Due to publication rules on Amazon KDP, I’ve had to remove some of my poems which were previously published on this website.

Don’t worry though you can still find them all in ‘Solitary Secret Paths’ the first volume of my new poetry collection, for sale on Amazon in both paperback and e-book format. Currently the paperback copy is on offer at £3.62 and the e-book is £1.99.

Every purchase is incredibly appreciated and goes towards keeping my rescue animals and I ticking along happily, so thank you sooo much. Don’t forget to leave an honest review on Amazon to tell others what you thought of it!! 😉


You can find Solitary Secret Paths by clicking on the following link…< em>Solitary Secret Paths https://www.amazon.co.uk/dp/1549857509/ref=cm_sw_r_cp_api_eUgNAbW89FNWT

Morality vs the Written Word

Today a question was asked in one of my writing groups and as it’s not the first time I’ve seen a question of this nature when thumbing through the posts, I decided it merited an article of its own.

An author had used the word ‘lame’ in the context of a character replying to a proposed idea as such.


Character 1: “I’m going to skip the party and just chill in the library.”

Character 2: “Lame.”


The author in question had then sent their work on to beta readers, one of whom came back and informed the author that by using that word they were in fact being ableist.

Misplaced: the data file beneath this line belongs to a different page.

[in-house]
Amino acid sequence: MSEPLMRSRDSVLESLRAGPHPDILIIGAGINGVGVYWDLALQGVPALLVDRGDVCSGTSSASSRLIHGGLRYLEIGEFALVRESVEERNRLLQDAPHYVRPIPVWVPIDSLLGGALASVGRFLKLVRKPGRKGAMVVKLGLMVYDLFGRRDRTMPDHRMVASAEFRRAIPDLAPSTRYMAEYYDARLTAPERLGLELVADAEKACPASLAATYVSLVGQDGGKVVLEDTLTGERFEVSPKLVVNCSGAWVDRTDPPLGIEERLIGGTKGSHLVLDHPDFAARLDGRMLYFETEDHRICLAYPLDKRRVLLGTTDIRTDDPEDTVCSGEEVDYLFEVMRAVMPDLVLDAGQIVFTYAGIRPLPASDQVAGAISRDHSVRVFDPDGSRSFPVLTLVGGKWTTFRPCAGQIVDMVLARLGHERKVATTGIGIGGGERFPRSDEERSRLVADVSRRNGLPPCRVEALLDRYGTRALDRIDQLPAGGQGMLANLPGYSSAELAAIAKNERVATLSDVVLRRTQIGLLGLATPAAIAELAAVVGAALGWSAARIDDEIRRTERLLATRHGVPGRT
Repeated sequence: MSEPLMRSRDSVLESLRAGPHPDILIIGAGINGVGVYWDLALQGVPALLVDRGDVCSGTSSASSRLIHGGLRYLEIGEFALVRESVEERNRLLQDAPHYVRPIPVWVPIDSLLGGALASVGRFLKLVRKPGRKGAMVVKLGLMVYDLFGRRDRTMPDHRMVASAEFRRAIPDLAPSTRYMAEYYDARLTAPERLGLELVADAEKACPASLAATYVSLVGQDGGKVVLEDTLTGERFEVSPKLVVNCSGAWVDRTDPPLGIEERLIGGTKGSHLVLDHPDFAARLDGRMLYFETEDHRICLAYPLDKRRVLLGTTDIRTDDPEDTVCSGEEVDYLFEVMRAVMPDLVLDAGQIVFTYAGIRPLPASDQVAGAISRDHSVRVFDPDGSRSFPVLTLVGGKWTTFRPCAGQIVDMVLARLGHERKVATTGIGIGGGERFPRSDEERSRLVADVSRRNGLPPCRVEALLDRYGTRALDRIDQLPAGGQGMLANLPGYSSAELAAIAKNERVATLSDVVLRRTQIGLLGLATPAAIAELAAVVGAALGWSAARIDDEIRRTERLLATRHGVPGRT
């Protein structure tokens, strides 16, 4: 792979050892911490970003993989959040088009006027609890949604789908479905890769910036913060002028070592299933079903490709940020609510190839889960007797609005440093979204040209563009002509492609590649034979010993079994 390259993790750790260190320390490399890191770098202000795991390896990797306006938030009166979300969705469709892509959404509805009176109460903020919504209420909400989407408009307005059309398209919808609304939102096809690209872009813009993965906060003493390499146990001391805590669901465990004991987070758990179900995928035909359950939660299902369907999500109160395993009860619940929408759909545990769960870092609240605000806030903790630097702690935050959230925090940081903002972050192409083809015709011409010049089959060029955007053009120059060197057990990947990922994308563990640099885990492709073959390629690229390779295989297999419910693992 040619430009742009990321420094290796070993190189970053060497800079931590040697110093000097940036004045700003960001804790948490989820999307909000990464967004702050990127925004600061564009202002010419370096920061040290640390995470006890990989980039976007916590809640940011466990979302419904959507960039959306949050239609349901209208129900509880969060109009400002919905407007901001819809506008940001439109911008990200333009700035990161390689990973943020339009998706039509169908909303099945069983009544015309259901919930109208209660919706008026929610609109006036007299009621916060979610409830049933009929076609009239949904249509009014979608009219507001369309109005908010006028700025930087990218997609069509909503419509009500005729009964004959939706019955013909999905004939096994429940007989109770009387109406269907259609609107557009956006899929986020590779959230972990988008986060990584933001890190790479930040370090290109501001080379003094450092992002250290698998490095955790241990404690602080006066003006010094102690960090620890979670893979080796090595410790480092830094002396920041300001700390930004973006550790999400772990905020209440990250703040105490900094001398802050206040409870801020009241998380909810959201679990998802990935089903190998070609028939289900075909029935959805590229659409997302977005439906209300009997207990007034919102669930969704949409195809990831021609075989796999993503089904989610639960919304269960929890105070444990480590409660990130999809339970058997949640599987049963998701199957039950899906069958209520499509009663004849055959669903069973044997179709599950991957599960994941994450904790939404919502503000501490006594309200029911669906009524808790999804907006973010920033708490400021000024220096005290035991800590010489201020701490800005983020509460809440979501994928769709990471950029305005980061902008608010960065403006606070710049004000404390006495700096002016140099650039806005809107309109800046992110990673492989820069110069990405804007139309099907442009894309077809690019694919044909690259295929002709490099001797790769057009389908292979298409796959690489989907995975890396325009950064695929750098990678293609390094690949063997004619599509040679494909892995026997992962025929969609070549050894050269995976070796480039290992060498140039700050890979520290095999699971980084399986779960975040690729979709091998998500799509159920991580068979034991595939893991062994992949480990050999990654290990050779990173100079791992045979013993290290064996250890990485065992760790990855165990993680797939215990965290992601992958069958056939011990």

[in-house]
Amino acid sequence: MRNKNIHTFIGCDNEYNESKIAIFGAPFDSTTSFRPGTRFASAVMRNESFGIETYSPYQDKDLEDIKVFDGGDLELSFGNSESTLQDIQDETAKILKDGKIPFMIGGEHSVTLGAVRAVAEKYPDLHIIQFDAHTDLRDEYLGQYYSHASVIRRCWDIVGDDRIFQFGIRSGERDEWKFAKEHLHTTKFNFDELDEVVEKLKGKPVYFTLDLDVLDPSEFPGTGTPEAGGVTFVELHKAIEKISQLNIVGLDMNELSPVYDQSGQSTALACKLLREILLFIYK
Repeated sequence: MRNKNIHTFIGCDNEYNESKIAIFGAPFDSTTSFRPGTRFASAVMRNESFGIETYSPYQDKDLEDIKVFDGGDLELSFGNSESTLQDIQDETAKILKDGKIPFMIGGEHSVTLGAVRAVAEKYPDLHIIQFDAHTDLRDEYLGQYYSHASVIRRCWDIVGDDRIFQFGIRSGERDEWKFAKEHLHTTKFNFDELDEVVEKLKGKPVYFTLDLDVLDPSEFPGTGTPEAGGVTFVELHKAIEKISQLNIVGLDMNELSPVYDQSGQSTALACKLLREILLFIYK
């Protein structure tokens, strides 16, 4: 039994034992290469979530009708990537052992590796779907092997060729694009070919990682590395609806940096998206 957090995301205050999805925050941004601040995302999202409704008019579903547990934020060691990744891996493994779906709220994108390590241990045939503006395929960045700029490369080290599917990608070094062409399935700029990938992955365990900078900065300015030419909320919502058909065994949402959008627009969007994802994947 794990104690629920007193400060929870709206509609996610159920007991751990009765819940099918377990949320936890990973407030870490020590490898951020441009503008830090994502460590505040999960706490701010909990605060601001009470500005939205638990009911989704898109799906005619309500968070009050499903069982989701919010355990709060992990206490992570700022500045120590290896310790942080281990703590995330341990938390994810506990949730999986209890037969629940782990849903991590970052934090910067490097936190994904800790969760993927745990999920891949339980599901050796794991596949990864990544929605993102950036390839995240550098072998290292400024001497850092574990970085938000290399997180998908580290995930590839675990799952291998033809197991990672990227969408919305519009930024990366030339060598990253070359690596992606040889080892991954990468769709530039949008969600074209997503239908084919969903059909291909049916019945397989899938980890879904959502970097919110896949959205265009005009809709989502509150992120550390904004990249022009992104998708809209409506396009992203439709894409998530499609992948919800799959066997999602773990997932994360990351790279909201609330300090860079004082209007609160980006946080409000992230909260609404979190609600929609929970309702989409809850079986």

[Ableism: discrimination in favour of able-bodied people.]


The author was addressing the writers group to get further feedback to ascertain how other writers viewed the issue so that she could make the decision on whether to remove the word from her work as the beta suggested.

Many of the group agreed that within the context of her work, the use of ‘Lame’ was perfectly acceptable and that for it to actually qualify as ableist, in any real sense, there would have to be the proper intent behind the use which was clearly absent in this case.

One member was brave enough to challenge the overall opinion, however, citing that people shouldn’t use the word because it could cause offense and went on to describe an occasion where a friend of hers had used the word ‘crippled’ in her presence even though she herself was wheelchair bound for much of the time.